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I have an application which I am working on for a client which in summary allows each of their clients to create their own own version of the application by customizing the templates and associate their own domain name (all the code is located on my clients server).

The problem I am faced with is that when such users create their own branded version with their own domain name and then want to login to their admin the system can't provide https authentication.

I am aware that one can create a self signed certificate and I "think" there is a fairly simple way of doing this programatically, BUT if I want to give users the ability to purchase their own CA signed certificate then how could this be accomplished?

I have spent a few hours trying to find the answer to this question online but can't seem to find a solution to this perplexing problem.

What I think I need is some simple code which allow the user to fill out the required form field which in turn creates the CSR file which in turn the user would provide to the CA to obtain his CA file and for which some code would need to allow the user to upload it... Which in turn would automatically install it and redraft the needed web services.

Any/all help and guidance would greatly be appreciated!

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Just to clarify, is it using Apache Httpd? – Bruno Jun 9 '11 at 10:40
"I have spent a few hours trying to find the answer..." - what, precisely, is the question? I've read the post twice and can't find it. (Or is it "How to purchase a CA signed certificate"? Surely you have not spent hours on that...). – jww Apr 22 '14 at 10:53
Thanks for your efforts... Lets say we are using the "Multi-Site" capabilities of Wordpress to allow the public to create their own individual custom websites from our system. Lets say multi-site mode is setup to create each new site as its own subdomain off our main domain. Through the use of another plugin we can give users the ability to use their own domain name instead by simply having them add an A name record pointing to our server. Whats needed is an automated way for users to buy their own SSL certs, CSR gen + install that cert so https requests to their domain shows their ssl cert. – Jul 16 '14 at 6:39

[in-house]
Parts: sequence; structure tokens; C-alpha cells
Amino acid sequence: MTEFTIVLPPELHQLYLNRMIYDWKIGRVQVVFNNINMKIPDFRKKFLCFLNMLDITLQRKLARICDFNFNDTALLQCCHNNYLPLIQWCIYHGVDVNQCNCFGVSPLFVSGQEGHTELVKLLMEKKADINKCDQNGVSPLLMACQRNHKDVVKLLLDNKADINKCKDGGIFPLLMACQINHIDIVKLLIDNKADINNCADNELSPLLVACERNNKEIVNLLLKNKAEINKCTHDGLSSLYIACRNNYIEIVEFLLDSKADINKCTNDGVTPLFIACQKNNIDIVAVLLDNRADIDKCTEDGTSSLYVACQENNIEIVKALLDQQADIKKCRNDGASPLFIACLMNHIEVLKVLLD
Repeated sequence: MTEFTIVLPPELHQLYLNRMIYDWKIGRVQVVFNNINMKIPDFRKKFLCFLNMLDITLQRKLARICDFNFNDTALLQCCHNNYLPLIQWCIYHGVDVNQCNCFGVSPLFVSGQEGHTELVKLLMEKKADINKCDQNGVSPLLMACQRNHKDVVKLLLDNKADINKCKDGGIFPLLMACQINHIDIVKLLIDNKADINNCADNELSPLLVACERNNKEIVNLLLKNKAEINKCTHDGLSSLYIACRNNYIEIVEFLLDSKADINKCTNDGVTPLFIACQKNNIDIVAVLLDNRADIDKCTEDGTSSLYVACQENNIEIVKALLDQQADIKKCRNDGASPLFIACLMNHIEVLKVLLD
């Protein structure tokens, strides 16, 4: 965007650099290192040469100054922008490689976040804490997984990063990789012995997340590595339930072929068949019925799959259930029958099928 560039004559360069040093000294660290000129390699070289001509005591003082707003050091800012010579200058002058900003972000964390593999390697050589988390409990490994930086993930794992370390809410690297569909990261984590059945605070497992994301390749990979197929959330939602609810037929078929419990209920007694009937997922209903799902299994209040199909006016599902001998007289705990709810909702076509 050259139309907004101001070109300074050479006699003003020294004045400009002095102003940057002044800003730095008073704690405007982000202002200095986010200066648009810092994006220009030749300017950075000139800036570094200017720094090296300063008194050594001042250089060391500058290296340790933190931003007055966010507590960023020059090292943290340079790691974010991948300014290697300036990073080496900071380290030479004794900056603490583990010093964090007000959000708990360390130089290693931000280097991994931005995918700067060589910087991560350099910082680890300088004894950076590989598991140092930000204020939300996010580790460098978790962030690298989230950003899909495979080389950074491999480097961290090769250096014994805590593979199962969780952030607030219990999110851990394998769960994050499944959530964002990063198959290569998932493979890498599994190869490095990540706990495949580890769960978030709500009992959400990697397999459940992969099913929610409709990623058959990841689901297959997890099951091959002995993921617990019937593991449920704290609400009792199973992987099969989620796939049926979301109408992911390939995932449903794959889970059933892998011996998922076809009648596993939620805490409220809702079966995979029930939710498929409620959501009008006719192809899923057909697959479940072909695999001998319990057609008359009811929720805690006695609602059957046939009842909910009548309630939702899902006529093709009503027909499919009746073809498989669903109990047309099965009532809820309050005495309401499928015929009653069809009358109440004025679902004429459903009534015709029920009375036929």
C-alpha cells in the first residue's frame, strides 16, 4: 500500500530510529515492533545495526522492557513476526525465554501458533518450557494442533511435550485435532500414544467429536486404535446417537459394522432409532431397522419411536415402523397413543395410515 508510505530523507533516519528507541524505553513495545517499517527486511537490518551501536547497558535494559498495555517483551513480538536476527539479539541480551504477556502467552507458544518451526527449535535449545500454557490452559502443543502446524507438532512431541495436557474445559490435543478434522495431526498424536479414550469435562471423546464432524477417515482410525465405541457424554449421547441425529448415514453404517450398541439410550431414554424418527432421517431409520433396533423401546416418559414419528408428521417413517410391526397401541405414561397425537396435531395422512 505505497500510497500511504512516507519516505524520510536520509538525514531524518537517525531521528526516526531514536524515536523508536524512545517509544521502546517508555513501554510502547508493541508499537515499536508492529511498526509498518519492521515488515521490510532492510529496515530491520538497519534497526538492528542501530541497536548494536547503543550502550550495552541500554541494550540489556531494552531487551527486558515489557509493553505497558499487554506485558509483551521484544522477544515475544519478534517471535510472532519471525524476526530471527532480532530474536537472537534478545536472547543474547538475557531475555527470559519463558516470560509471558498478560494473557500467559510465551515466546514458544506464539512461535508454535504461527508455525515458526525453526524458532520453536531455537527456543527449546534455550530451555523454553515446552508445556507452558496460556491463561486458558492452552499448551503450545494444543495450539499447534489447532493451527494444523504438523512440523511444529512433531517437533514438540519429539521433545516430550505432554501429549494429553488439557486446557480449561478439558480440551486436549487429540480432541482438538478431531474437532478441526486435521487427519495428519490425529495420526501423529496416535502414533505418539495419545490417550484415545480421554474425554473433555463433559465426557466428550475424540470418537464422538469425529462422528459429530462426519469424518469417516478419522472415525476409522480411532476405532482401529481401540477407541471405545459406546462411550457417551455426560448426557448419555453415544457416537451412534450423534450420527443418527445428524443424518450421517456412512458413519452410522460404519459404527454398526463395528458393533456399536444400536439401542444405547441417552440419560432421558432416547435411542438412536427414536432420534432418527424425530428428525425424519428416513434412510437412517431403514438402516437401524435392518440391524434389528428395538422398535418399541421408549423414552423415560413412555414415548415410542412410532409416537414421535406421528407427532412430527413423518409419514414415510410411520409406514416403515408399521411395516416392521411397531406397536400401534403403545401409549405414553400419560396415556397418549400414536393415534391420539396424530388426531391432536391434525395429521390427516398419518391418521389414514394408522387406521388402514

How you would go about this depends on your architecture. But here are a couple things to consider:

  1. Most SSL configurations operate on a unique IP address. So that means each SSL certificate you add would require another IP address. You may be able to centralize that configuration if you use a load balancer for example. Whether or not you can do that programmatically depends on your load balancer.
  2. You will be best off generating the CSR based on your private key. Otherwise you will have to allow users to upload both a private key and certificate (and sometimes chain file).
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Re the unique IP address: that might have been true a while ago, but since the introduction of Server Name Indication, these problems are easily resolved (apart from people still using IE6 on Windows XP with a SP < 2). – Berry Langerak Jun 9 '11 at 11:02

Usually, dealing with the server certificate is done by a system administrator, so few tools will be user-friendly for people with no such knowledge.

You could create a PHP webpage that creates a private key and CSR (see openssl_csr_new examples) and lets the user copy the CSR in PEM format (and the private key for later use). Some CAs will let you paste such a CSR into their form, when requesting the certificate. Once the user gets the certificate (and perhaps the chain from the CA), they'd need to configure the server to use it (along with the private key). Tools like Webmin can let you do this from a web browser (you may want to implement something similar to what Webmin does for this, if you don't want to deploy a full web-based administration interface).

If the task of requesting the certificate is your client's responsibility (which it should really be if it's their server), they will need to be trained a little to know what to do, since the procedure will inevitably vary slightly depending on the CA they choose.

Needless to say that, if you implement scripts that can let the user change certificates and private keys, appropriate authentication and authorization should be used to perform these operations.

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